The University of Saskatchewan’s main campus is situated on Treaty 6 Territory and the Homeland of the Métis.

Student group sheds light on refugees’ plight

By in News

RORY MACLEAN
News Editor

World University Service of Canada is on a mission to shine a light on the challenges faced by girls in refugee camps.

The group, one of Canada’s oldest student groups, is raising money to purchase solar lamps to help girls living in refugee camps study at night. According to the group, most girls in long-term refugee camps don’t even get to finish primary school.

Since they are expected to help with domestic chores and care for siblings, many girls can only study after dark — a problem in camps that lack electricity.
WUSC1-ChrisUhl
The University of Saskatchewan WUSC group began their campaign with a Sept. 24 vigil on Broadway Avenue. About 17 WUSC members sat on the sidewalk that night, reading by flashlight.

“The main objective was to raise awareness,” said Saskatoon event organizer Emmanuel Ndayishimiye.

Once the vigil began, the group actually managed to recruit a few more demonstrators.

“We had lots of extra flashlights,” said Ndayishimiye.

According to the WUSC website, $7,982 of the initial $10,000 goal has been raised across the country so far in the first phase of this campaign.

There are two other phases in WUSC’s campaign, aimed at raising a total of $100,000. The group hopes to eventually raise enough money to fund scholarships for female refugees and to provide remedial education to help girls catch up on what they missed while at work.

Ndayishimiye can attest that girls in refugee camps are missing out on an education, being a former resident of one.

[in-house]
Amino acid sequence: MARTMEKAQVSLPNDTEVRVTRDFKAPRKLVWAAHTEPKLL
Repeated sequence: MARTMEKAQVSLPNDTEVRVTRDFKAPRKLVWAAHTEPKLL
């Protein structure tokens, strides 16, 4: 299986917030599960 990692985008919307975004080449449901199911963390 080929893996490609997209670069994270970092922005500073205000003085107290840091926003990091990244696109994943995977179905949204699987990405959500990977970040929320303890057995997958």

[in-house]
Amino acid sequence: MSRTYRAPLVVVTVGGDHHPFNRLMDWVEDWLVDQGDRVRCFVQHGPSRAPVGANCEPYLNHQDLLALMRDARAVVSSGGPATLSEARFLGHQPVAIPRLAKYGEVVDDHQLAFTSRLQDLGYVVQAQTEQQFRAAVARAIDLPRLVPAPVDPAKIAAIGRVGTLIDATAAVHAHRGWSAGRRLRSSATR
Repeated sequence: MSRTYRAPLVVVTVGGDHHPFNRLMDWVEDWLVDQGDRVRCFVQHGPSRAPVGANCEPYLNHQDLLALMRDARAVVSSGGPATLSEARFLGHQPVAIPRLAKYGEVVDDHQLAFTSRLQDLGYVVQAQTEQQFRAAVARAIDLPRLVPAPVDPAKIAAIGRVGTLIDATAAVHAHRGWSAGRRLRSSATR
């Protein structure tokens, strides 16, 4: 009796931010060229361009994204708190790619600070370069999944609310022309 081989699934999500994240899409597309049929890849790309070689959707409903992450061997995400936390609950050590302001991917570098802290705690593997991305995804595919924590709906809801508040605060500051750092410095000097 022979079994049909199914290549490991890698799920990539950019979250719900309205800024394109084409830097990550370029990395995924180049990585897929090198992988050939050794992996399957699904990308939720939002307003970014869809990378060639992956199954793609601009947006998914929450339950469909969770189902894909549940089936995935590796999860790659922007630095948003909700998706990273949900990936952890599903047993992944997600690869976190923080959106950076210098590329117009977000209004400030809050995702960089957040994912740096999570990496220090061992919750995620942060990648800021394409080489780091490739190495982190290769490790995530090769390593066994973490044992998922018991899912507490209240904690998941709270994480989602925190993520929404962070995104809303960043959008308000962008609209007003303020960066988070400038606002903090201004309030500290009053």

“During the day they have to work for their family, work for food, gather firewood,” he said.

Ndayishimiye came to Canada through WUSC’s student refugee program. Each year, WUSC groups across the country fully fund student refugees to come pursue their studies in Canada. The University of Saskatchewan has a relatively strong program, hosting three new students each year.

Ndayishimiye estimates the cost per student to be about $28,000, which includes money for rent, food and transportation. Last year, WUSC negotiated a tuition waiver for its refugee students with the U of S.

After their first year of sponsorship, student refugees typically get a job and move on to student loans for the remainder of their studies. The group funds the program by collecting several dollars a year from students as part of their student fees.

Last year, WUSC was unable to fully cover the cost of the program and had to run a deficit. After going into the red, WUSC lobbied the University Students’ Council to increase their annual student levy. The group is no longer running a deficit.

Those interested in making a donation can do so through the WUSC Shine-a-Light website or by contacting the U of S group directly.

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photo Chris Uhl

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